DENVER — The owner of Masterpiece Cakeshop and his attorneys from the Alliance Defending Freedom (ADF) filed a federal lawsuit Tuesday against Colorado officials, claiming the state has doubled down on its anti-religious hostility.
This move comes after a June 28 notification to Jack Phillips, the owner of the cake shop, by the Colorado Civil Rights Division that it had found probable cause to believe that Phillips and his storied cake shop violated a Colorado law that would require his business to create bake a cake for Autumn Scardina, an attorney who wanted to celebrate the anniversary of her transition from male to female.
On June 26, 2017, Scardina called the cake shop and asked them to create a cake that was pink on the inside and blue on the outside to celebrate her birthday, which fell on the same day as the seventh anniversary of her transition from male to female.
The shop employee said they would not make the cake based on their religious beliefs, Scardina claimed in a statement of discrimination filed in July 2017. The employee hung up the phone and when Scardina tried to call again, she was hung up on again, according to the complaint.
Scardina said the employee on the phone did not object to her request for a birthday cake until she said she was celebrating her transition.
The cake shop claimed in response to Scardina's filing that Phillips said he couldn't make between two and five custom cakes per week because of time constraints and that he doesn't support a message that "promote[s] the idea that a person's sex is anything other than an immutable God-given biological reality."
Phillips declined the request because the cake expressed messages about sex and gender identity that conflict with his religious beliefs, according to the ADF, which is representing him. The ADF is a nonprofit legal organization that advocates for the right of people to freely live out their faith.
Aubrey Elenis, the director of the Colorado Civil Rights Division, cited the U.S. Supreme Court's June decision in the determination that Phillips had again violated the law.
After the state found probable cause in the case involving Scardina, Phillips and his ADF attorneys filed a federal lawsuit late in the day Tuesday against the officials.
This lawsuit filed Tuesday against the Colorado Civil Rights commissioners, the Division's director, Attorney General Cynthia Coffman and Gov. John Hickenlooper comes just months after the Supreme Court ruled in Philip’s favor after he refused to an order to create a cake for a same-sex couple in 2012.
In the lawsuit, Phillips' attorneys claim he was "vindicated" by the Supreme Court's ruling, which only addressed some of the actions by the Civil Rights Commission. The court ruled 7-2 that the commission violated Phillips' First Amendment rights with its "clear and impermissible hostility toward the sincere religious beliefs motivating his objection." The court said that the commission's "hostility" casted doubt on its ability to be impartial in the case.
"Colorado continues its practice of treating Phillips worse than other cake artists because it despises his religious beliefs and how he practices his faith," the lawsuit claims. It also says the state "rights the system against people of faith like Phillips."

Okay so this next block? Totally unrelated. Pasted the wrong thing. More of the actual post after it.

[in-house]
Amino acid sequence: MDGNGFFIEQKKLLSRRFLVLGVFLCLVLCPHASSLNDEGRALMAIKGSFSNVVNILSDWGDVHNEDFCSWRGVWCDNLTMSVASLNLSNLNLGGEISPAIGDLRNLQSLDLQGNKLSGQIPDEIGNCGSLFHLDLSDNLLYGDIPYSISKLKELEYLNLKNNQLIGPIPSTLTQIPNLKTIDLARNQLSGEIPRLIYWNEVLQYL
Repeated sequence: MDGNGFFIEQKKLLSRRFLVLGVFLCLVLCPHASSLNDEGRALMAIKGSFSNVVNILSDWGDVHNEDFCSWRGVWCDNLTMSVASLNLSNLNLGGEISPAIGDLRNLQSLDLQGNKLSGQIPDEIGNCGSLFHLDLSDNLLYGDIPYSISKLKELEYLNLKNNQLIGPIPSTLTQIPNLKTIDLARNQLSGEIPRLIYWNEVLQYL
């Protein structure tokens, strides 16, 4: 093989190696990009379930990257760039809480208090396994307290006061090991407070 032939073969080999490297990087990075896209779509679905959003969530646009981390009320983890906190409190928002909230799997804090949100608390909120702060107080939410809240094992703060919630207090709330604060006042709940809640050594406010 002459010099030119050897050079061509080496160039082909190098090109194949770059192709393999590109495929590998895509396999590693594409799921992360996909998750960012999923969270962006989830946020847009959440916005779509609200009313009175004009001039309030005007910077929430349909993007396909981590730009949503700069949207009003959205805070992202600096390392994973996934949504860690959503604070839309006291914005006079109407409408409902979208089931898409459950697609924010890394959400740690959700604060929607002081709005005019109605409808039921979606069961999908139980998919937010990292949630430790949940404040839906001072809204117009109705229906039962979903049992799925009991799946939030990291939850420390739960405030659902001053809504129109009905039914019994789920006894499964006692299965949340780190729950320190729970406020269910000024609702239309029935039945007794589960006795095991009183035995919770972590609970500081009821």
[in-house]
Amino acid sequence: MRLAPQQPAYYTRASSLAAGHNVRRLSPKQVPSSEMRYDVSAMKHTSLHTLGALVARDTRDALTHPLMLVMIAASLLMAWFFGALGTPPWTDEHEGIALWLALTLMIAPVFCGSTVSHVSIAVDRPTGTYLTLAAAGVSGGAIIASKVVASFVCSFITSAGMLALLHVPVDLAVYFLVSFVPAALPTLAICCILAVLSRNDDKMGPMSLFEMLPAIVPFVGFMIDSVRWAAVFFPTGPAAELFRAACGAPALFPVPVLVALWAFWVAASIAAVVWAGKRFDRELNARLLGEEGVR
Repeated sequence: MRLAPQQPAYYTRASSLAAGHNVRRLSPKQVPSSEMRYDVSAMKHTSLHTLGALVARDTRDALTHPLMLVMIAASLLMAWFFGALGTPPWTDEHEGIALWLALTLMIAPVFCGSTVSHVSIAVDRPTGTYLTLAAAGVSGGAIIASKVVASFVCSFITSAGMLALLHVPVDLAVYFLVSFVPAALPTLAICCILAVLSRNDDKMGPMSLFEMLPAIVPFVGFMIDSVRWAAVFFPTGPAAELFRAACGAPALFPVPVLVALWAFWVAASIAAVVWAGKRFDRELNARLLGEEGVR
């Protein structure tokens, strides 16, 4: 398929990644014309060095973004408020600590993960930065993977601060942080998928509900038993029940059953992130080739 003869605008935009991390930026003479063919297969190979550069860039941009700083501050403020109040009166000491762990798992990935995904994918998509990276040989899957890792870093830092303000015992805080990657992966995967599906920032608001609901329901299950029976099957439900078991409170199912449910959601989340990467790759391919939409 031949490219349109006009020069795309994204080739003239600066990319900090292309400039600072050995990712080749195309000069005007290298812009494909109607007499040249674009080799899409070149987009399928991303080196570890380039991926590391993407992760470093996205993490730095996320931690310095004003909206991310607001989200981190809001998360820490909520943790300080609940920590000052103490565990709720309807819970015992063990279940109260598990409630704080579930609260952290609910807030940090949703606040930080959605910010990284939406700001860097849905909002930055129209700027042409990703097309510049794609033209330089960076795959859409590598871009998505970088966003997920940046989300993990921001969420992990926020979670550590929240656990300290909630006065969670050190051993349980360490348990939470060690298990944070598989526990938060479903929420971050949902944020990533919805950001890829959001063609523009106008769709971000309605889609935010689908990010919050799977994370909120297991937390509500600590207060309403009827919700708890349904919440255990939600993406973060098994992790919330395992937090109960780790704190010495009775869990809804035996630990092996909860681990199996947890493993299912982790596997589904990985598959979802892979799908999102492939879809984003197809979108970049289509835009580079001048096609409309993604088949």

“The Constitution stands as a bulwark against state officials who target people—and seek to ruin their lives — because of the government’s anti-religious animus,” it further says. “For over six years now, Colorado has been on a crusade to crush Plaintiff Jack Phillips… because its officials despise what he believes and how he practices his faith. After Phillips defended himself all the way to the U.S. Supreme Court and won, he thought Colorado’s hostility toward his faith was over. He was wrong. Colorado has renewed its war against him by embarking on another attempt to prosecute him, in direct conflict with the Supreme Court’s ruling in his favor. This lawsuit is necessary to stop Colorado’s continuing persecution of Phillips.”
Phillips and his attorneys say that the defendants' interpretation of state statute is unfair toward Phillips and Masterpiece and the enforcement prevents them from "operating consistently with their beliefs."
They are asking a judge to grant preliminary and permanent injunctions to keep Colorado from enforcing its state statutes that they claim violates their rights and to find them unconstitutional.
In an interview Wednesday, Phillips says, as he has in the past, that he’s suffered financial losses and harassment as a result of the decisions by the Civil Rights Division.
“Death threats, vandalism, you name it. This needs to be put to a stop and that’s what we’re hoping the federal court can do,” he said. “Hopefully we can get this resolved quickly and people won’t be able to just come in and sue me for any cake I turn down.”
The governor's office said when reached Wednesday morning it did not have an official statement on the lawsuit. The attorney general's office declined to comment.
Rebecca Laurie, a spokesperson for the Civil Rights Division and Civil Rights Commission, said the department couldn’t comment on pending or active litigation. She directed Denver7 to a statement from the Civil Rights Division released after the Supreme Court decision.
This is a developing story. Stay with Denver7 for updates.